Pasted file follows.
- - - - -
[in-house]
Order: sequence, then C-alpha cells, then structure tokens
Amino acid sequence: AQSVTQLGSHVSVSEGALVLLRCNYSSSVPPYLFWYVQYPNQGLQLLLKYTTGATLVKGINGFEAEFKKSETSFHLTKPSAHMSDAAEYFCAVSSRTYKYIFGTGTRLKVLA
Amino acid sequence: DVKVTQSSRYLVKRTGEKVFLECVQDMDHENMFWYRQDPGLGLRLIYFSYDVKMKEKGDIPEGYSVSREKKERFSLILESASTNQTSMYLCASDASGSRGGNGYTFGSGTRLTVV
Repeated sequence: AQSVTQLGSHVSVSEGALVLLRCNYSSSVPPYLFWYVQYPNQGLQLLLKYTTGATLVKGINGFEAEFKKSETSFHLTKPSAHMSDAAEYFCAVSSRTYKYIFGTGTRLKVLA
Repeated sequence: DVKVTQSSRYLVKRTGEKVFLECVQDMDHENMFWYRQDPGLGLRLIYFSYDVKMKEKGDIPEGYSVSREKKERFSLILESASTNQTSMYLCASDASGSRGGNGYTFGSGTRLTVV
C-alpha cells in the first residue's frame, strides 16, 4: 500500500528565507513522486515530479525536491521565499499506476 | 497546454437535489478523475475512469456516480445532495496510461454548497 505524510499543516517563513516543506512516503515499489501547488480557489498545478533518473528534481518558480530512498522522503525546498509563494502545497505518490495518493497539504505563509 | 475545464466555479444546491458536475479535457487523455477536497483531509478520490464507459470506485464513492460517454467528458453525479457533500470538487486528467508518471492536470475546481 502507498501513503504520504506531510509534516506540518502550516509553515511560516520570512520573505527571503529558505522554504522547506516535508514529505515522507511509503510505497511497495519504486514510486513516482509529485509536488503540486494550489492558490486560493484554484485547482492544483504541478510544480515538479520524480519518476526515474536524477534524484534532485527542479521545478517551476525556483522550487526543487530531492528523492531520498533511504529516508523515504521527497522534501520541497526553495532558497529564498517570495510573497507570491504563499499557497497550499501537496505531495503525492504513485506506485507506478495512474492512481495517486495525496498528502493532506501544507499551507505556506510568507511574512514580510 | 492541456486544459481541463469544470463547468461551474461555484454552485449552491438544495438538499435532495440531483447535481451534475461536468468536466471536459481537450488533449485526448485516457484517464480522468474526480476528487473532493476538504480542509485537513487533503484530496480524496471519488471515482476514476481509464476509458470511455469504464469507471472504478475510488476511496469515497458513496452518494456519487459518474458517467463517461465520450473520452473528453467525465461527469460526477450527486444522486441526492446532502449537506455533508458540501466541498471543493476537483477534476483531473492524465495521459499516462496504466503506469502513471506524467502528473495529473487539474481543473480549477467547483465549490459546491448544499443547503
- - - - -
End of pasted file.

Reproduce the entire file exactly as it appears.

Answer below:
[in-house]
Order: sequence, then C-alpha cells, then structure tokens
Amino acid sequence: AQSVTQLGSHVSVSEGALVLLRCNYSSSVPPYLFWYVQYPNQGLQLLLKYTTGATLVKGINGFEAEFKKSETSFHLTKPSAHMSDAAEYFCAVSSRTYKYIFGTGTRLKVLA
Amino acid sequence: DVKVTQSSRYLVKRTGEKVFLECVQDMDHENMFWYRQDPGLGLRLIYFSYDVKMKEKGDIPEGYSVSREKKERFSLILESASTNQTSMYLCASDASGSRGGNGYTFGSGTRLTVV
Repeated sequence: AQSVTQLGSHVSVSEGALVLLRCNYSSSVPPYLFWYVQYPNQGLQLLLKYTTGATLVKGINGFEAEFKKSETSFHLTKPSAHMSDAAEYFCAVSSRTYKYIFGTGTRLKVLA
Repeated sequence: DVKVTQSSRYLVKRTGEKVFLECVQDMDHENMFWYRQDPGLGLRLIYFSYDVKMKEKGDIPEGYSVSREKKERFSLILESASTNQTSMYLCASDASGSRGGNGYTFGSGTRLTVV
C-alpha cells in the first residue's frame, strides 16, 4: 500500500528565507513522486515530479525536491521565499499506476 | 497546454437535489478523475475512469456516480445532495496510461454548497 505524510499543516517563513516543506512516503515499489501547488480557489498545478533518473528534481518558480530512498522522503525546498509563494502545497505518490495518493497539504505563509 | 475545464466555479444546491458536475479535457487523455477536497483531509478520490464507459470506485464513492460517454467528458453525479457533500470538487486528467508518471492536470475546481 502507498501513503504520504506531510509534516506540518502550516509553515511560516520570512520573505527571503529558505522554504522547506516535508514529505515522507511509503510505497511497495519504486514510486513516482509529485509536488503540486494550489492558490486560493484554484485547482492544483504541478510544480515538479520524480519518476526515474536524477534524484534532485527542479521545478517551476525556483522550487526543487530531492528523492531520498533511504529516508523515504521527497522534501520541497526553495532558497529564498517570495510573497507570491504563499499557497497550499501537496505531495503525492504513485506506485507506478495512474492512481495517486495525496498528502493532506501544507499551507505556506510568507511574512514580510 | 492541456486544459481541463469544470463547468461551474461555484454552485449552491438544495438538499435532495440531483447535481451534475461536468468536466471536459481537450488533449485526448485516457484517464480522468474526480476528487473532493476538504480542509485537513487533503484530496480524496471519488471515482476514476481509464476509458470511455469504464469507471472504478475510488476511496469515497458513496452518494456519487459518474458517467463517461465520450473520452473528453467525465461527469460526477450527486444522486441526492446532502449537506455533508458540501466541498471543493476537483477534476483531473492524465495521459499516462496504466503506469502513471506524467502528473495529473487539474481543473480549477467547483465549490459546491448544499443547503